“Hardware startups are looking like the software startups of the previous digital age.”
From the editors of MAKE magazine, the Maker Pro Newsletter is about the impact of makers on business and technology. Our coverage includes hardware startups, new products, incubators, and innovators, along with technology and market trends.
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The Make Take on CES
More Cubes from 3D Systems
The new Cube 3 from 3D Systems
The advance word was that this year’s CES would be maker-influenced, and that turned out to be true even before the massive Las Vegas consumer electronics show opened.
Because on the day before the official start, 3D Systems jumped the gun by releasing a flurry of announcements, including two new printers and a consumer-focused platform for hosting 3D-printable content for retail, merchandising, or at-home printing. These new announcements came on top of the news the previous week that 3D Systems bought a toy firm Gentle Giant.
“3D Systems has set the bar at a whole new level for 2014,” she wrote.
ChefJet sugar prints
Over the next few days 3D Systems had even more announcements: a ChefJet series of sugar printers, the CeraJet ceramic printer, theCubeJet full-color powder printer, the Touch haptic input device, a 3D photo booth, and a 3D scanner.
MakerBot Grows Its Family
On day one of the show, MakerBot countered with an announcement of its own — three new printers will be shipping come spring: the large Replicator Z18, that boasts an 18-inch build height and 12-inch by 12-inch width and depth; a mid-sized Replicator; and a baby Replicator Mini Compact.
MakerBot announced 3 new printers, coming this spring.
MakerBot CEO Bre Pettis (@bre) says all three printers will share many new technological capabilities, including swappable “smart” extruders, onboard build-platform monitoring cameras, LCD control panels, auto-leveling beds, and wi-fi connectivity.
In Other News…
Phonebloks: One of the “incredible” open source hardware projects of 2013
A show like CES is an obvious opportunity to make a splash; we’re also at the end of the first full post-holiday week in the new year.
So last week was a good time to announce that…
* Circuits.io, which provides free collaborative circuit design tools and simplified PCB manufacturing, has been acquired by Autodesk. The two companies had already been collaborating on 123D Circuits, a free online electronic design tool.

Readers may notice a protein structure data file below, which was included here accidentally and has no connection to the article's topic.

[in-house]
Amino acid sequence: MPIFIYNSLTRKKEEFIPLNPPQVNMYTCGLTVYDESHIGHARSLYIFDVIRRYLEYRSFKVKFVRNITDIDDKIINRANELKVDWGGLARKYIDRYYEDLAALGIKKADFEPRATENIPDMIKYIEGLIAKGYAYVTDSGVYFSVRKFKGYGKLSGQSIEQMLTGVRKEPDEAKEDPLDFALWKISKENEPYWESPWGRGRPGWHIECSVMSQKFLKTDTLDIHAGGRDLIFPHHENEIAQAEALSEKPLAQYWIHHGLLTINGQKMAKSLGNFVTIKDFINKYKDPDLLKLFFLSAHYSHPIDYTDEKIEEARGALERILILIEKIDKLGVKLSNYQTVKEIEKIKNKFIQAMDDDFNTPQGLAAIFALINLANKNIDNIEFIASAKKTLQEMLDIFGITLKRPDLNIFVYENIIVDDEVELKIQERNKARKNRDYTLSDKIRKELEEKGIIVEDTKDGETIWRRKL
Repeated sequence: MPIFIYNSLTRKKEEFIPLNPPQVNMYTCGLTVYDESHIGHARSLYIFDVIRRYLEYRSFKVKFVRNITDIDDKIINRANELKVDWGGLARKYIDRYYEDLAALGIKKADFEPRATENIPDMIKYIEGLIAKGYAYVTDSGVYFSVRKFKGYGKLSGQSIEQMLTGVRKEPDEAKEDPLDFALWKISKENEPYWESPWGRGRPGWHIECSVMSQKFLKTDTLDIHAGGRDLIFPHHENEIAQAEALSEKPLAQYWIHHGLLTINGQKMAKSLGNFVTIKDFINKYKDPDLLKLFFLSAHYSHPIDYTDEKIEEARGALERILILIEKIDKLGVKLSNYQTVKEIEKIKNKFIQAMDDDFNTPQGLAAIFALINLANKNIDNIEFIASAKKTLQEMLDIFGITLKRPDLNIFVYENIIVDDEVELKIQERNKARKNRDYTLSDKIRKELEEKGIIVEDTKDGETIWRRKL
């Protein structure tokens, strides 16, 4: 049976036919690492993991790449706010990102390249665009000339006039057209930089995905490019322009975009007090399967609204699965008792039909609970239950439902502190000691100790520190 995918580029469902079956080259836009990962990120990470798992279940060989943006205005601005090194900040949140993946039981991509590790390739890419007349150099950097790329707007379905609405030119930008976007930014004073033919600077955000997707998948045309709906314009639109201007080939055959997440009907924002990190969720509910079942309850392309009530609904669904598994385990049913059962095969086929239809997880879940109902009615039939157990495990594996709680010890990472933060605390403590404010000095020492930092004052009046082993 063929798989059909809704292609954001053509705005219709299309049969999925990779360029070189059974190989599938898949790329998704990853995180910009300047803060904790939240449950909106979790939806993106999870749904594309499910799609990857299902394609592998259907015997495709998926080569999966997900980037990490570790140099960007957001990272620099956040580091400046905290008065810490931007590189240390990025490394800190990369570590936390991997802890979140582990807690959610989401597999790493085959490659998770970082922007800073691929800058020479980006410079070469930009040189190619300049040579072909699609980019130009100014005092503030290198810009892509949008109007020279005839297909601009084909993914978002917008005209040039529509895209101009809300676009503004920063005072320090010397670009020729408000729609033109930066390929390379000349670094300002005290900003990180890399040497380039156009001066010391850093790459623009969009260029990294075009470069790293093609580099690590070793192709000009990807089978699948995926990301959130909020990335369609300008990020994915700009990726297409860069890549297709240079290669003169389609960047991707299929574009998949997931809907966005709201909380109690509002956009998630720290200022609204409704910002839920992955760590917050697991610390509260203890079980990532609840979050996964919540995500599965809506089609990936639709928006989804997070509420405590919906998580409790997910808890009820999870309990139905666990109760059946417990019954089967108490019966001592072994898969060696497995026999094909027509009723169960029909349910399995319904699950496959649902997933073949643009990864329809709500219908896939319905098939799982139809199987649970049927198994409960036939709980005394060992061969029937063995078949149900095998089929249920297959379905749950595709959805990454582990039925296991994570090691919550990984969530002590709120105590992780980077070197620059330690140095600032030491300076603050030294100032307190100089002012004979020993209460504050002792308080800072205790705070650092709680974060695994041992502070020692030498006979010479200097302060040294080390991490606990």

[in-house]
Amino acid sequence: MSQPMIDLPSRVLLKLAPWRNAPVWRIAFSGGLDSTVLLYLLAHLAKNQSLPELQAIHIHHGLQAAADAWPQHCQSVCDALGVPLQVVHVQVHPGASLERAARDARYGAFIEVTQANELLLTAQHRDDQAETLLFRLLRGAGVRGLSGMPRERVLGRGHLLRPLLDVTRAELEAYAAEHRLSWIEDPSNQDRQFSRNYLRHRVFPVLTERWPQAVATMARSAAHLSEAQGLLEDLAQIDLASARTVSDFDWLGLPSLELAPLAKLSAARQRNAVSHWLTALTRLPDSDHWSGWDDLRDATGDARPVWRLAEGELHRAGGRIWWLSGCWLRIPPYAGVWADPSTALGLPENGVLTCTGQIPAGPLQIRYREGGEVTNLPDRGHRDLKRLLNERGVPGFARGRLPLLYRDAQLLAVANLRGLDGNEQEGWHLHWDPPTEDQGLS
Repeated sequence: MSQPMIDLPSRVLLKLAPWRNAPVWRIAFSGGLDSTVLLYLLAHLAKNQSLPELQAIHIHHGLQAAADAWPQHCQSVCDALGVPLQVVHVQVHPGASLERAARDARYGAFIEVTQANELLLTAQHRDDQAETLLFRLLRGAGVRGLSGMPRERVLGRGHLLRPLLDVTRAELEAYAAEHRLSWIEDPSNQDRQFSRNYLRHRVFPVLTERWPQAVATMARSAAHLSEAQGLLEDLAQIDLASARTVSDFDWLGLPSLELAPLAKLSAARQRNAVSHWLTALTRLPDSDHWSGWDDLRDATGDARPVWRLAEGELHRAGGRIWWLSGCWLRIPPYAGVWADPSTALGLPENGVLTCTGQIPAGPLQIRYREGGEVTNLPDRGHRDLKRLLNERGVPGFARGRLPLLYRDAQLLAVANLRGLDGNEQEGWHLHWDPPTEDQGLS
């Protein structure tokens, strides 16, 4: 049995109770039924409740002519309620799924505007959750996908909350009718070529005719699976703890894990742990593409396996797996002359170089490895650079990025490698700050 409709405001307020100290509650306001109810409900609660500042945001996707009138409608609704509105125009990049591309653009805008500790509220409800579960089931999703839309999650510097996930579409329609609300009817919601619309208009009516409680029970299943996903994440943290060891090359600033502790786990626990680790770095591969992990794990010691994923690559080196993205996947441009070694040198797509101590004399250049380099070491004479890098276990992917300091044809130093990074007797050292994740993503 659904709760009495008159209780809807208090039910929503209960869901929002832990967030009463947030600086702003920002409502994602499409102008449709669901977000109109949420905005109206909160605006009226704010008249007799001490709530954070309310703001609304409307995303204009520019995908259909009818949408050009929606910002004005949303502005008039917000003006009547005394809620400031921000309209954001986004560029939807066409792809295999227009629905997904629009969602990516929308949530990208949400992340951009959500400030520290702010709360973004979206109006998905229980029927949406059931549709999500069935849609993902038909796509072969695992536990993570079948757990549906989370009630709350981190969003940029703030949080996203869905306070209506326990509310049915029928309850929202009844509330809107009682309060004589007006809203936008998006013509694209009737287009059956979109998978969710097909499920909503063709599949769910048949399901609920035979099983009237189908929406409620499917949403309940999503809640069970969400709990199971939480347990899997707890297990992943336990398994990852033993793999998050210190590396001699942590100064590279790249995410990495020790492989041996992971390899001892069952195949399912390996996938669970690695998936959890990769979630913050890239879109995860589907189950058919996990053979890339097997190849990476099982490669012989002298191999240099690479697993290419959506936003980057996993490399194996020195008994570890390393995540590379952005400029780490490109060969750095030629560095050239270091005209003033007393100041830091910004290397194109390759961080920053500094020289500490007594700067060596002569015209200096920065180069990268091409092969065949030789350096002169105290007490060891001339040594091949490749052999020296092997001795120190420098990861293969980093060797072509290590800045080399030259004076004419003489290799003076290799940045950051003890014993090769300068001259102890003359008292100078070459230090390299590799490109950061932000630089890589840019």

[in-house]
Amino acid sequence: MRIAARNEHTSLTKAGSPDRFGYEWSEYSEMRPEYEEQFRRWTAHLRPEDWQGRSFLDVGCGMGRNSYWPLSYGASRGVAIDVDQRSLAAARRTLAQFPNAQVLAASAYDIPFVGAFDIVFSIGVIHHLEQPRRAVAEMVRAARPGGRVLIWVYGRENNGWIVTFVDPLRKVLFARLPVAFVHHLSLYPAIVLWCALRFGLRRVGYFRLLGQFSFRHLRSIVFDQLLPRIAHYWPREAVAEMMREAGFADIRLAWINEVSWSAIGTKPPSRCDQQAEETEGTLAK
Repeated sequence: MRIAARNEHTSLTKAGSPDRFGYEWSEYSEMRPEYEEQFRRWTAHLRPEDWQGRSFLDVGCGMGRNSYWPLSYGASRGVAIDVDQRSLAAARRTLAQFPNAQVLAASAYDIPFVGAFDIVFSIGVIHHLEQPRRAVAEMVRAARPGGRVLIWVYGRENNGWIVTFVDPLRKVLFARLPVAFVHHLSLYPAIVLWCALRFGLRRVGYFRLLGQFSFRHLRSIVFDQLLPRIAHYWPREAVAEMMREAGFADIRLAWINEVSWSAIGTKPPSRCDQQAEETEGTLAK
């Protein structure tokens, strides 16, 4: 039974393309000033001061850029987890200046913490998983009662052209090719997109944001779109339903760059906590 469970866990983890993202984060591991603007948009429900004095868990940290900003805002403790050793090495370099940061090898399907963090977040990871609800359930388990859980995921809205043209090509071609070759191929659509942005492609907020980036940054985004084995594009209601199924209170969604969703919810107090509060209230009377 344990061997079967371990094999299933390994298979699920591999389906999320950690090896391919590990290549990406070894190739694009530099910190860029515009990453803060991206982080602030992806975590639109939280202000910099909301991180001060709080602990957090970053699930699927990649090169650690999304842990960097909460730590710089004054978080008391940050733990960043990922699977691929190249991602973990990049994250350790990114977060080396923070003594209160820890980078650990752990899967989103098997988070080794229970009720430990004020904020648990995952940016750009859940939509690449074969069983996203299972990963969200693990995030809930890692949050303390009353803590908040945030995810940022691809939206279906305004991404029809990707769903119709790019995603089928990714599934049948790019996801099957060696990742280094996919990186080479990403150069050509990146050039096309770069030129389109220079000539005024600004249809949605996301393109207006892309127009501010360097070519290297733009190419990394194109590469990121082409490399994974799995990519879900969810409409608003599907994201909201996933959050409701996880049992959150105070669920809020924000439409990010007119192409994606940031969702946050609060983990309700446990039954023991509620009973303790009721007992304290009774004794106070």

* OpenBuilds, a new open hardware site, is open for business — aiming to facilitate collaboration on hardware designs.
More data and opinion:
* Thermostat-and-smoke-detector-firm Nest Labs is about to close a new fundraising round; Inc. believes the investment is significant for other hardware companies.
* Venture Scanner’s market map of the 3D printing ecosystem probably has some companies you haven’t heard of. It contains 157 firms.
* If you’re thinking about equity crowdfunding, you better be thinking big, says VentureBeat.
* New York parts supplier Octopart thinks it knows the future of hardware design.
* A Forbes blogger attended a demo day at HAXLR8R in San Francisco, and was moved to quote MIT’s Joi Ito (@joi): ”Hardware startups are looking like the software startups of the previous digital age.”
* Open Electronics picked ten of the most incredible open source hardware projects of 2013, and eight open source hardware conferences to attend in 2014.
Note: With the success of the MAKE Hardware Innovation Workshop, we are launching MakerCon 2014, to be held May 13–14, prior to Maker Faire Bay Area. By and for makers, this conference expands our HIW content to cover areas such as education, makerspaces, and more. A call for proposals will go out in the next month. Save the date for the New York Hardware Innovation Workshop, Sept. 19, 2014.
* There will be no Maker Pro newsletter next week, so that the author can fulfill his obligation as a juror on a criminal trial.